Electromagnetism is a branch of physics that deals with the electromagnetic force that occurs between electrically charged particles. The electromagnetic force is one of the four fundamental forces and exhibits electromagnetic fields such as magnetic fields, electric fields, and light.
You can create a simple electromagnet by winding a coil of wire around an iron bar and passing a current through this wire.
Since the electromagnet behaves like a magnet, it also has a magnetic field around it. It can be represented by drawing imaginary magnetic lines of force or magnetic field lines. These lines are in the form of concentric circles around the straight current-carrying conductor, with its centre at the axis of the conductor.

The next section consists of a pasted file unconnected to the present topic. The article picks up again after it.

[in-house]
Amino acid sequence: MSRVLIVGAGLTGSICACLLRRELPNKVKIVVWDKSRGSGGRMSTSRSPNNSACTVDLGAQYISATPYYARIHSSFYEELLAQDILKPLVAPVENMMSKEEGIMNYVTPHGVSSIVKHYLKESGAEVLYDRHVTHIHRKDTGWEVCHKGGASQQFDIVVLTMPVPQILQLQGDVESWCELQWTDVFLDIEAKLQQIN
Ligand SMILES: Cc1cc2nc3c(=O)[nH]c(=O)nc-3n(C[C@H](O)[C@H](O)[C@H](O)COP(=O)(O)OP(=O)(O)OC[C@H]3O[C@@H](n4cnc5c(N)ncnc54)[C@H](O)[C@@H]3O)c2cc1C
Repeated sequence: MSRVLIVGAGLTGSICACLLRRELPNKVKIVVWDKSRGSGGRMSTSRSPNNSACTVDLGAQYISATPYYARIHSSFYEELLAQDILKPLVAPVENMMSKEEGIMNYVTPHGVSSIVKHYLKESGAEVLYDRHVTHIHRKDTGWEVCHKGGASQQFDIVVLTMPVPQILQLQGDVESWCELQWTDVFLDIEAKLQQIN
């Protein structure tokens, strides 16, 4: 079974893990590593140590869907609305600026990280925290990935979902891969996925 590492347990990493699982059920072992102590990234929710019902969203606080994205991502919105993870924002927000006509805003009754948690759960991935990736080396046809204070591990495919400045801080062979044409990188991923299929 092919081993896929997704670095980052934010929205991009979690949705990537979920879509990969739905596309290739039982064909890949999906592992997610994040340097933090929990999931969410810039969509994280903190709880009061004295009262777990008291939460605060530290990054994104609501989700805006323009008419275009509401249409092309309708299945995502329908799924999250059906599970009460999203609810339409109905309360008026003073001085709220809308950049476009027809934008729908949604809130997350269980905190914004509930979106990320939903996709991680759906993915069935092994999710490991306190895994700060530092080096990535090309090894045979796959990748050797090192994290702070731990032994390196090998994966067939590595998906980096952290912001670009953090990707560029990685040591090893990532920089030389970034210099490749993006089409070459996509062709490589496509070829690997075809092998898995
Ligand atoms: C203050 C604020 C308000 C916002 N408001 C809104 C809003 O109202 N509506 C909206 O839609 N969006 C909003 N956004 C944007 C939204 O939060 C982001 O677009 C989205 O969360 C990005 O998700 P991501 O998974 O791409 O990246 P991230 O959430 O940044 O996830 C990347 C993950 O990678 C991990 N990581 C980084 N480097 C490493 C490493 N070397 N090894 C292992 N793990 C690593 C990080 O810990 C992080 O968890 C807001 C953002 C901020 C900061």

The strength of the magnetic field created depends on the current through the conductor. The direction of these field lines around a conductor can be determined by using Maxwell’s right-hand grip rule or the right-handed corkscrew rule.
The magnetic effect of the electric current is used in much electrical equipment such as electric motors, ammeters, electromagnets, loudspeakers etc.
A few concepts related to this chapter are oersted’s experiment on the magnetic effect of electric current, magnetic field and field lines due to current in a straight wire, the rule to find the direction of the magnetic field, magnetic field due to current in a loop (or circular coil), magnetic field due to a current-carrying cylindrical coil (or solenoid), electromagnet, permanent magnet, advantages of an electromagnet over a permanent magnet, uses of the electromagnet, force on a current-carrying conductor in a magnetic field, simple d.c. Motor, electromagnetic induction, Faraday’s laws of electromagnetic induction, a.c. Generator, frequency of a.c. in household supplies, the distinction between an a.c. Generator and d.c. Motor, transformer.